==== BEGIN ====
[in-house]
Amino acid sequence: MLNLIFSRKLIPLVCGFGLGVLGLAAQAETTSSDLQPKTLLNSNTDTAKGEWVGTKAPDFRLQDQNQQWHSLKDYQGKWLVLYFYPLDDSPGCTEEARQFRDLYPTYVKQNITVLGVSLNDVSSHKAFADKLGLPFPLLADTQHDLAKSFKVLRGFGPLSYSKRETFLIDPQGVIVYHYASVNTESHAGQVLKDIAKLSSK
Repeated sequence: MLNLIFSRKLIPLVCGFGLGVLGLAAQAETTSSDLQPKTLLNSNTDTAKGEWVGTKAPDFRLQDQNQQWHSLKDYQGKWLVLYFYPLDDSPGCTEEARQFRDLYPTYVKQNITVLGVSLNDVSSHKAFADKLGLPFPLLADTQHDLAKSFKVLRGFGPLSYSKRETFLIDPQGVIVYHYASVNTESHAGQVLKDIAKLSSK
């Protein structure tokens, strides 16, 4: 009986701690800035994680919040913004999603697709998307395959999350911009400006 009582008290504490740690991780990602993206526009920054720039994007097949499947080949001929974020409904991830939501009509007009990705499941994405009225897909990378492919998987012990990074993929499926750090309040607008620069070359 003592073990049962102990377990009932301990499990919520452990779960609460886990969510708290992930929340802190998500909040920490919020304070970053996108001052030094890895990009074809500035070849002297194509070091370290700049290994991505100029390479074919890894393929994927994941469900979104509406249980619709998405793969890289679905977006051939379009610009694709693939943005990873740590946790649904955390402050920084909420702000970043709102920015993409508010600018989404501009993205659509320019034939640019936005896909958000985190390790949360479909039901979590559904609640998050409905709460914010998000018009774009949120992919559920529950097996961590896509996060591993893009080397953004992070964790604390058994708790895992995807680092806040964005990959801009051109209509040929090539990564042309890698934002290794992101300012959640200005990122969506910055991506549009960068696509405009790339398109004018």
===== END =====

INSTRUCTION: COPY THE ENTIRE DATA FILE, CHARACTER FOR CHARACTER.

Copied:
[in-house]
Amino acid sequence: MLNLIFSRKLIPLVCGFGLGVLGLAAQAETTSSDLQPKTLLNSNTDTAKGEWVGTKAPDFRLQDQNQQWHSLKDYQGKWLVLYFYPLDDSPGCTEEARQFRDLYPTYVKQNITVLGVSLNDVSSHKAFADKLGLPFPLLADTQHDLAKSFKVLRGFGPLSYSKRETFLIDPQGVIVYHYASVNTESHAGQVLKDIAKLSSK
Repeated sequence: MLNLIFSRKLIPLVCGFGLGVLGLAAQAETTSSDLQPKTLLNSNTDTAKGEWVGTKAPDFRLQDQNQQWHSLKDYQGKWLVLYFYPLDDSPGCTEEARQFRDLYPTYVKQNITVLGVSLNDVSSHKAFADKLGLPFPLLADTQHDLAKSFKVLRGFGPLSYSKRETFLIDPQGVIVYHYASVNTESHAGQVLKDIAKLSSK
């Protein structure tokens, strides 16, 4: 009986701690800035994680919040913004999603697709998307395959999350911009400006 009582008290504490740690991780990602993206526009920054720039994007097949499947080949001929974020409904991830939501009509007009990705499941994405009225897909990378492919998987012990990074993929499926750090309040607008620069070359 003592073990049962102990377990009932301990499990919520452990779960609460886990969510708290992930929340802190998500909040920490919020304070970053996108001052030094890895990009074809500035070849002297194509070091370290700049290994991505100029390479074919890894393929994927994941469900979104509406249980619709998405793969890289679905977006051939379009610009694709693939943005990873740590946790649904955390402050920084909420702000970043709102920015993409508010600018989404501009993205659509320019034939640019936005896909958000985190390790949360479909039901979590559904609640998050409905709460914010998000018009774009949120992919559920529950097996961590896509996060591993893009080397953004992070964790604390058994708790895992995807680092806040964005990959801009051109209509040929090539990564042309890698934002290794992101300012959640200005990122969506910055991506549009960068696509405009790339398109004018």